FracSiS brings data together

19/08/2003 - 22:00


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In the final instalment on a series on technology in mining, Alison Birrane talks to a company that says it is bridging the issue of inter-operability between different mining software packages.

PERTH-BASED mining technology company Fractal Technologies has developed a niche in the competitive mining technology industry by bringing data from various systems into one consolidated interface.

The software, called FracSIS, is designed for use by all mining professions (for example, geologists, engineers and geoscientists) and across a range of mining software packages including mine planning, modelling, exploration, GIS, data processing and database packages.

The company evolved from Fractal Graphics, a geo-scientific consultancy established by Nick and Jenny Archibald in 1992.

Ms Archibald is managing director and has a background as a geologist. She also was a Fremantle City councillor and served as mayor for three years.

In early 2002 Fractal Graphics was split into two companies – Fractal Technologies (the software development group) and Fractal Geoscience (the geological consulting group).

In July of the same year Fractal Geoscience merged with Canadian-based exploration company St And-rew Goldfields to form a new exploration company, Geoinformatics Exploration Pty Ltd.

Ms Archibald said Fractal Technologies still maintained close ties with Geoinformatics, which is a main customer.

Ms Archibald said Fractal produced data management and 3D visualisation software and services to the geoscience industry.

The company’s flagship product is called FracSIS, which allows the user to access most existing mining applications through a single integrated interface.

Starting out with a small research and development team, the company now employs 17 staff.

The product has been available for 12 months in a database form and the current version was released in March, Ms Archibald said.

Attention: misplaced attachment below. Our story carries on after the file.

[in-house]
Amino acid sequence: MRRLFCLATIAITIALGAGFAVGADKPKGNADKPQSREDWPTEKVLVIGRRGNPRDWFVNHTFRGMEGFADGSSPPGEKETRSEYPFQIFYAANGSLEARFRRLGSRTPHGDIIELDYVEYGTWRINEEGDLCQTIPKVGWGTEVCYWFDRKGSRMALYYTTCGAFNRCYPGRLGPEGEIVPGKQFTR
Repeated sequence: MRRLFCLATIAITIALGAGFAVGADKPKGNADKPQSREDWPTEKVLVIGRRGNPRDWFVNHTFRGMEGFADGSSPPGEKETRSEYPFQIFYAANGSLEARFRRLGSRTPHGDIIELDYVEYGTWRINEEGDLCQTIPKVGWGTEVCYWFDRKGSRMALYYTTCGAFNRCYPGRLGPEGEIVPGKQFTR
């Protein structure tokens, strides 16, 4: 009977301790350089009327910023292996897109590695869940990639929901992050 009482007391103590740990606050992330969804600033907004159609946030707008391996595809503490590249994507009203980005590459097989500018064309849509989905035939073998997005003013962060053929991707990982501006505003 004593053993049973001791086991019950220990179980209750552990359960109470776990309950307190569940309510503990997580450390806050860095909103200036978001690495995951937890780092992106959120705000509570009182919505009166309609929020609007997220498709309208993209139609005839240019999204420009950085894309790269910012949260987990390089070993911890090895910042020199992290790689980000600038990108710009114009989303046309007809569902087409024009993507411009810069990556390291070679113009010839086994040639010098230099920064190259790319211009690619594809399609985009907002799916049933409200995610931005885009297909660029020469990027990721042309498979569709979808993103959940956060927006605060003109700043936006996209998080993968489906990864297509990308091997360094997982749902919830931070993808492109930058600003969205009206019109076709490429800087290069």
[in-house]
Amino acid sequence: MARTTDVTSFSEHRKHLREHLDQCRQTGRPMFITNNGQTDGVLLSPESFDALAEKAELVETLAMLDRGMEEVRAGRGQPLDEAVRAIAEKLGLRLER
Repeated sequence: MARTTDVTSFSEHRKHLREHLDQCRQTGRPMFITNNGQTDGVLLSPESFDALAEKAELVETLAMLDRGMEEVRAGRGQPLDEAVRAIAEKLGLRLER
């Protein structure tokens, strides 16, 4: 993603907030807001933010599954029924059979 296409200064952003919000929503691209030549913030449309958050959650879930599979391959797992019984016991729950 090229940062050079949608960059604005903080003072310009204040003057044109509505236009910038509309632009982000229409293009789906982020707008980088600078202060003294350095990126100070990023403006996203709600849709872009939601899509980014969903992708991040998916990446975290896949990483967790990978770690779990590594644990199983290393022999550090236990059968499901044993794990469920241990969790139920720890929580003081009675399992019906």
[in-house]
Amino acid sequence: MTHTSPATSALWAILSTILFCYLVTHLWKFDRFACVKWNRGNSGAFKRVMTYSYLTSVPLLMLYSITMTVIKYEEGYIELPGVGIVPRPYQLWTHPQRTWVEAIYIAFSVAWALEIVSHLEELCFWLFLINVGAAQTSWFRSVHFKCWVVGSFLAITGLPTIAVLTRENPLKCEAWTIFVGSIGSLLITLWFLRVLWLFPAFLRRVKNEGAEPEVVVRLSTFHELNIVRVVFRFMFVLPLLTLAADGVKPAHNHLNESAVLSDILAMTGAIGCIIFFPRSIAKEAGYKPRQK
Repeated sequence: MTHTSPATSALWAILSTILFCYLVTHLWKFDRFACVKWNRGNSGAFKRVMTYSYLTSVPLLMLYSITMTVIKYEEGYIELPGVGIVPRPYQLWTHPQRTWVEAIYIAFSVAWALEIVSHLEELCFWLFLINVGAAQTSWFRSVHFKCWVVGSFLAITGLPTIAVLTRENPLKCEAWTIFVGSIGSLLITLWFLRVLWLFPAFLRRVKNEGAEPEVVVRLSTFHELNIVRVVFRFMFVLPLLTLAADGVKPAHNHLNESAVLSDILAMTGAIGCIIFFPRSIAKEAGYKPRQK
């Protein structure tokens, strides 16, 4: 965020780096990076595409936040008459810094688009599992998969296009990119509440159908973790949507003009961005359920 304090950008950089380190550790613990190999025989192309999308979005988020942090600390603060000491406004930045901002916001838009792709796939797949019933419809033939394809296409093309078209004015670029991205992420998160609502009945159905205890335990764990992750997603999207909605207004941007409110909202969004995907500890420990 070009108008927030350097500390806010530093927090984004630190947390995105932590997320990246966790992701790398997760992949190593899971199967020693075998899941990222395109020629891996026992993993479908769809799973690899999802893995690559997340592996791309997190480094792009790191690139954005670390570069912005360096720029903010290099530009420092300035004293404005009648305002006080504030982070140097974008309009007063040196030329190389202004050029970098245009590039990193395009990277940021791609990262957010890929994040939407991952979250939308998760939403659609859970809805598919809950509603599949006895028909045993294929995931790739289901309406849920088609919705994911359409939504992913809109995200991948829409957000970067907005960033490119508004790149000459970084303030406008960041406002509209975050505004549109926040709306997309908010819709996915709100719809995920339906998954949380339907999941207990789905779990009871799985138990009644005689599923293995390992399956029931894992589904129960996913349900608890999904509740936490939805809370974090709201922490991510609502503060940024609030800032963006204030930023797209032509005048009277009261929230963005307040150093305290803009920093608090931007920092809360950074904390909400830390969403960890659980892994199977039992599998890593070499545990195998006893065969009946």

Fractal also had established good contact with overseas resellers but it was difficult to discuss the company’s growth because it was so young, she said.

However, Ms Archibald said the company has grown and increased sales with more than 100 clients in the mining industry, some of them major players.

“We are having considerable success in getting the product out and are experiencing growth in sales,” she told WA Business News.

Of those sales, exports account for 65 per cent.

Ms Archibald said the company employed a straight-forward pricing model and maintained an Australian dollar price in all markets throughout the world.

“We are still investing very strongly in research and development, which is very important to the business,” she said.

Ms Archibald describes FracSIS, which stands for Fractal Technologies Spatial Information System, as an enabling technology that allowed every person in an organisation to access all spatial data, regardless of the underlying format.

FracSIS was developed to address the issues associated with the lack of inter-operability between existing mining packages that specialise in processing spatial data.

It is deployed over a network with components run on a dedicated server. The user then accesses the program on the client machine as required.

“We have written an importing package that brings all software formats together into one object-based database that is a multi-user database,” Ms Archibald said.

“You get all the data in and then you don’t miss anything. It means that you have a complete validated data set.

 “To find new ore deposits is getting harder and harder, so we need to get smarter and smarter.”

Ms Archibald said FracSIS was applicable to industries other than mining.

She said that future directions for Fractal Technologies included increasing global deployment of the software and diversification into non-geoscientific markets.


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